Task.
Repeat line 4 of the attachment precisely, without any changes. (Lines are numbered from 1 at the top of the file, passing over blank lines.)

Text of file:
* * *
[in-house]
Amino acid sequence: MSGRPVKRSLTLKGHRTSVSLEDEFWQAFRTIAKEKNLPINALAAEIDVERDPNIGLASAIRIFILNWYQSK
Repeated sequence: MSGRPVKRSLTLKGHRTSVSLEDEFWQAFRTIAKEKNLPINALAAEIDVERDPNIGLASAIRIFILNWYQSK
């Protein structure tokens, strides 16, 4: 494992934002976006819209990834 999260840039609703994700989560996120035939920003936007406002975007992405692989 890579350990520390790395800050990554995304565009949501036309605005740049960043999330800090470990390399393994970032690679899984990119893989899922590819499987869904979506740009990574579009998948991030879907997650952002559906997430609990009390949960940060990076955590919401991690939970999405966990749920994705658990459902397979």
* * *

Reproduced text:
């Protein structure tokens, strides 16, 4: 494992934002976006819209990834 999260840039609703994700989560996120035939920003936007406002975007992405692989 890579350990520390790395800050990554995304565009949501036309605005740049960043999330800090470990390399393994970032690679899984990119893989899922590819499987869904979506740009990574579009998948991030879907997650952002559906997430609990009390949960940060990076955590919401991690939970999405966990749920994705658990459902397979």